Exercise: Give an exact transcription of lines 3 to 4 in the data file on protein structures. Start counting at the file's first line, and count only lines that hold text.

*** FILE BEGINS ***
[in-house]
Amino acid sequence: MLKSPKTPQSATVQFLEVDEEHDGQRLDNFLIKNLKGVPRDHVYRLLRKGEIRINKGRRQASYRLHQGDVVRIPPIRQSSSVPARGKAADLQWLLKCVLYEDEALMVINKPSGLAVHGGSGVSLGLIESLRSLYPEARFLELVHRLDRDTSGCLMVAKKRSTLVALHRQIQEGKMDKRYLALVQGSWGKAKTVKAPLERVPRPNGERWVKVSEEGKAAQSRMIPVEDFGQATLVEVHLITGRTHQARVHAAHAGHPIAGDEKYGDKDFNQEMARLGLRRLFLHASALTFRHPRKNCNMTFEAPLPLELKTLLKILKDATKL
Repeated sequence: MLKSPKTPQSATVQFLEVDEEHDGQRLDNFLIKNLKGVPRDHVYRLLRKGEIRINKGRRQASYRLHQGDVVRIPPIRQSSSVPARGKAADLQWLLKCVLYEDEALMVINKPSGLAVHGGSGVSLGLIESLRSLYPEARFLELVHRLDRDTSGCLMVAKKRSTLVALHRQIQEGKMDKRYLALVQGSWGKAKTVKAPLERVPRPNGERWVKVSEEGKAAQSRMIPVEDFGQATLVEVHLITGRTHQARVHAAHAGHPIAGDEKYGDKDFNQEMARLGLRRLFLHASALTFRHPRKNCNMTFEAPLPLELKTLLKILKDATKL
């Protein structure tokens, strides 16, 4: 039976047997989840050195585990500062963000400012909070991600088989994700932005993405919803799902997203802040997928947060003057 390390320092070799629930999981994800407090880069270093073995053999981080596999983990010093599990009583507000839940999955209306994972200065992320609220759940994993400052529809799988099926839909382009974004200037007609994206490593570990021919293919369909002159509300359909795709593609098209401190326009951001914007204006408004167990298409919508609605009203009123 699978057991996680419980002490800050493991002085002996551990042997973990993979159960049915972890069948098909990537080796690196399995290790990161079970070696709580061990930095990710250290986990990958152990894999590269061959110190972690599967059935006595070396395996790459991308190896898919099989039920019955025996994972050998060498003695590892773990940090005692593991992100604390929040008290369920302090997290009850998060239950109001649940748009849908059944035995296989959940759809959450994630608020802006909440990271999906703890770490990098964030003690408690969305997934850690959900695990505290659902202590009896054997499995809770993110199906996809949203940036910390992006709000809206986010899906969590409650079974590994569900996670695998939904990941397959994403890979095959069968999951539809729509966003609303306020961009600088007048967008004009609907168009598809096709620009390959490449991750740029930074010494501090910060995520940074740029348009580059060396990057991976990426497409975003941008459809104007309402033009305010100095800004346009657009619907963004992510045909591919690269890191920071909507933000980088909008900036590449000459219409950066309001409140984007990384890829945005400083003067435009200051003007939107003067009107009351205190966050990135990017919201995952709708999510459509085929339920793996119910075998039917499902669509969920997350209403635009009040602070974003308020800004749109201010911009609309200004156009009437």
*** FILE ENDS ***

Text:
Repeated sequence: MLKSPKTPQSATVQFLEVDEEHDGQRLDNFLIKNLKGVPRDHVYRLLRKGEIRINKGRRQASYRLHQGDVVRIPPIRQSSSVPARGKAADLQWLLKCVLYEDEALMVINKPSGLAVHGGSGVSLGLIESLRSLYPEARFLELVHRLDRDTSGCLMVAKKRSTLVALHRQIQEGKMDKRYLALVQGSWGKAKTVKAPLERVPRPNGERWVKVSEEGKAAQSRMIPVEDFGQATLVEVHLITGRTHQARVHAAHAGHPIAGDEKYGDKDFNQEMARLGLRRLFLHASALTFRHPRKNCNMTFEAPLPLELKTLLKILKDATKL
């Protein structure tokens, strides 16, 4: 039976047997989840050195585990500062963000400012909070991600088989994700932005993405919803799902997203802040997928947060003057 390390320092070799629930999981994800407090880069270093073995053999981080596999983990010093599990009583507000839940999955209306994972200065992320609220759940994993400052529809799988099926839909382009974004200037007609994206490593570990021919293919369909002159509300359909795709593609098209401190326009951001914007204006408004167990298409919508609605009203009123 699978057991996680419980002490800050493991002085002996551990042997973990993979159960049915972890069948098909990537080796690196399995290790990161079970070696709580061990930095990710250290986990990958152990894999590269061959110190972690599967059935006595070396395996790459991308190896898919099989039920019955025996994972050998060498003695590892773990940090005692593991992100604390929040008290369920302090997290009850998060239950109001649940748009849908059944035995296989959940759809959450994630608020802006909440990271999906703890770490990098964030003690408690969305997934850690959900695990505290659902202590009896054997499995809770993110199906996809949203940036910390992006709000809206986010899906969590409650079974590994569900996670695998939904990941397959994403890979095959069968999951539809729509966003609303306020961009600088007048967008004009609907168009598809096709620009390959490449991750740029930074010494501090910060995520940074740029348009580059060396990057991976990426497409975003941008459809104007309402033009305010100095800004346009657009619907963004992510045909591919690269890191920071909507933000980088909008900036590449000459219409950066309001409140984007990384890829945005400083003067435009200051003007939107003067009107009351205190966050990135990017919201995952709708999510459509085929339920793996119910075998039917499902669509969920997350209403635009009040602070974003308020800004749109201010911009609309200004156009009437």